Cultural fusion adds a new dimension to the somen noodle
Thin somen noodles are traditionally associated with summer. They are easy to cook: simply boil up, rinse in cold water to cool, then douse in cold mentsuyu broth. But somen dishes do not have to be confined to the hot summer months, with popular variations including nyumen, which is served in a hot dashi broth, and somen salad, for the health-conscious somen aficionado. In fact, somen can be enjoyed all year round together with seasonal produce.
Marukatsu Takada Shoten is located in Miwa, Nara prefecture, said to be the birthplace of the somen noodle in Japan. This unique business is dedicated to producing hand-stretched somen noodles for local and export markets. At the same time, Marukatsu Takada Shoten is spearheading a new approach to somen, creating a range of exciting new dishes incorporating elements of foreign cuisine.
Turning the conventional concept of somen on its head
Marukatsu Takada Shoten president Katsuichi Takada is keen to promote the key selling points of the somen noodle: great taste and convenience. “Somen is not just a summer dish,” he explains. “You can eat it any time of the year, and it’s adaptable enough that you can prepare it any way you like.”
Takada is busy working on his latest challenge: fusing somen noodles with Italian cuisine.
The aim is to create new somen dishes with year-round appeal.
“The original inspiration came from the time I was asked to prepare somen noodles for a reception after an Italian fashion show,” recalls Takada. “As it was winter, I served a nyumen dish in hot broth. The local Italians absolutely loved it, the way the noodles were thin yet firm, and they peppered me with questions about how to cook somen al dente style. I realized that somen noodles were quite suited to Italian cuisine, and this opened my eyes to a whole new world of possibilities.”
It was this moment when Takada was alerted to the wider potential of the somen noodle, something that had not really occurred to Japanese people before. It marked the start of Takada’s mission to create an Italian-themed menu at Marukatsu Takada Shoten.
Using his Italian connections, Takada brought out a number of Michelin-starred chefs from Italy to help him create a range of new somen dishes designed to appeal to both the Japanese palate as well as overseas consumers.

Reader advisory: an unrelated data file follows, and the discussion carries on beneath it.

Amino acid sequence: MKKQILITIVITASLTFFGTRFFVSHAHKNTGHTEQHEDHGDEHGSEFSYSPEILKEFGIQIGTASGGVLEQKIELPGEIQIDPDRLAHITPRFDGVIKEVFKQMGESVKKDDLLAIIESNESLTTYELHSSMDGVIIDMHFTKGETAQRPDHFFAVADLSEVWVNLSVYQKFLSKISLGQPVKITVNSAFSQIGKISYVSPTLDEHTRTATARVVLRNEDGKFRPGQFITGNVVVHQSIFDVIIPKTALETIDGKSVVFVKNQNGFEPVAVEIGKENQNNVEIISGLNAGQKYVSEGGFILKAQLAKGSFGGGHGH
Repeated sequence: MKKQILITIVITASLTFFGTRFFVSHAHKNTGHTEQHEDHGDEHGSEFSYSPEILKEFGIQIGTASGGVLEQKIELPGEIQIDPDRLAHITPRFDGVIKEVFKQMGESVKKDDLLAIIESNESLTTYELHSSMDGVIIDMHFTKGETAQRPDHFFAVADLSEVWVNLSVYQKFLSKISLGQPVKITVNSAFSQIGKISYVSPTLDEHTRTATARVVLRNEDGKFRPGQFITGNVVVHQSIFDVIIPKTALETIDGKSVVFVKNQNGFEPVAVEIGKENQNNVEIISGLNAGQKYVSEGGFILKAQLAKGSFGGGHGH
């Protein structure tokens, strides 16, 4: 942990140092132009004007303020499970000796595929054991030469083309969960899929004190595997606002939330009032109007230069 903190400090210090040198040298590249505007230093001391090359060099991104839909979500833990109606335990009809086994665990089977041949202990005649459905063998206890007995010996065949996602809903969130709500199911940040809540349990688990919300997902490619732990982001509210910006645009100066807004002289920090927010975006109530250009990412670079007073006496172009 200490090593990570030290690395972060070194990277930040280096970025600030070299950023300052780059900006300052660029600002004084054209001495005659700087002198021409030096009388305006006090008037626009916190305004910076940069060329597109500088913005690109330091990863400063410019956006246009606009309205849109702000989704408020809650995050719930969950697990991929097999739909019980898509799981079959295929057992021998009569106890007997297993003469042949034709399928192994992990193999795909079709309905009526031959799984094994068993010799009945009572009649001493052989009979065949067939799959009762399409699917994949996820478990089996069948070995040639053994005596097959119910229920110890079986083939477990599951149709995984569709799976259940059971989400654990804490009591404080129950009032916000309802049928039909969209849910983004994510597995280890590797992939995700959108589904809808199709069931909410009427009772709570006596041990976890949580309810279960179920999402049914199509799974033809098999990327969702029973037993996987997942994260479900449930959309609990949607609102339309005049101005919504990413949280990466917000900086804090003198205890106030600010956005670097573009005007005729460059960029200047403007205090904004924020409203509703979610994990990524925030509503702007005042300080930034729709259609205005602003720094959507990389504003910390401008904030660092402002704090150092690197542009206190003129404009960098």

Here we present La Ricetta, one of the somen-Italian fusion recipes developed by Marukatsu Takada Shoten together with Chef Luca Collami from the Michelin-starred Ristorante Baldin, which is located in Genoa, Italy’s the largest port city.
This recipe uses tomato, Alaskan king crab and ricotta cheese. Collami is fulsome in his praise of the somen noodle: “It’s really versatile; you can match it with just about anything. I love it for its taste and the way it is firm to the bite.”
The exquisite flavor of crab meat is complemented by the sharpness of the tomato and the smooth ricotta cheese to create a gentle yet pleasing combination. The simplicity of the recipe means that it is important to use the very best ingredients, particularly the crab meat and the tomato.
A long-established restaurant with an eye for quality produce
Takada explains the fundamentals of preparing somen noodles as follows.
“You have to take the approach that somen is only one element in your dish. Although it is traditionally eaten in the summer months, there are plenty of other ways to serve it?as hot nyumen for breakfast, for instance, or added to a hearty nabe stew. So our job is to prepare the finest somen noodles that will complement any dish.”
Marukatsu Takada Shoten uses extra virgin Italian olive oil in its flagship product Kamiito as well as other somen varieties. Hand-rolled somen is normally made from wheat, salt and water, with cotton seed oil added to help stretch the noodles to the required thinness. The olive oil enhances the aroma of the wheat, an important part of the somen experience, and preserves the flavor for longer. The finished somen noodle retains something of the flavor of the oil, so the use of olive oil adds an extra dimension to the flavor.
Meanwhile, Marukatsu Takada Shoten is also developing a number of new somen product lines, such as the smooth-tasting Kanade, made with Yoshino Kudzu (arrowroot starch) from Nara prefecture as well as Japanese wheat. The business clearly takes great pride in exploring new directions for the somen noodle while at the same time upholding the ancient traditions of this delicious noodle.
“In Italy, and indeed throughout the world, you see a strong focus on the quality of the ingredients,” says Takada. “In our quest to explore new culinary avenues, we are forging a link between Italian and Japanese cuisines. I am confident that Japanese-style dishes that appeal directly to Italians will also resonate with consumers here in Japan.”
At first glance, somen noodles and Italian dishes would seem to be worlds apart. Yet by showing due respect to both forms of cuisine, Marukatsu Takada Shoten and the team of Italian chefs have created a unique and exciting fusion of the two, based on the medium of the humble somen noodle.
Marukatsu Takada Shoten is dedicated to promoting the delights of the somen noodle to the wider international market. To this end, the company pours considerable resources into researching the tastes and preferences of consumers in other countries. This unique culinary cultural exchange program has the added benefit of introducing Japanese consumers to new flavors and new ideas for somen that in turn filter through to the rest of the world.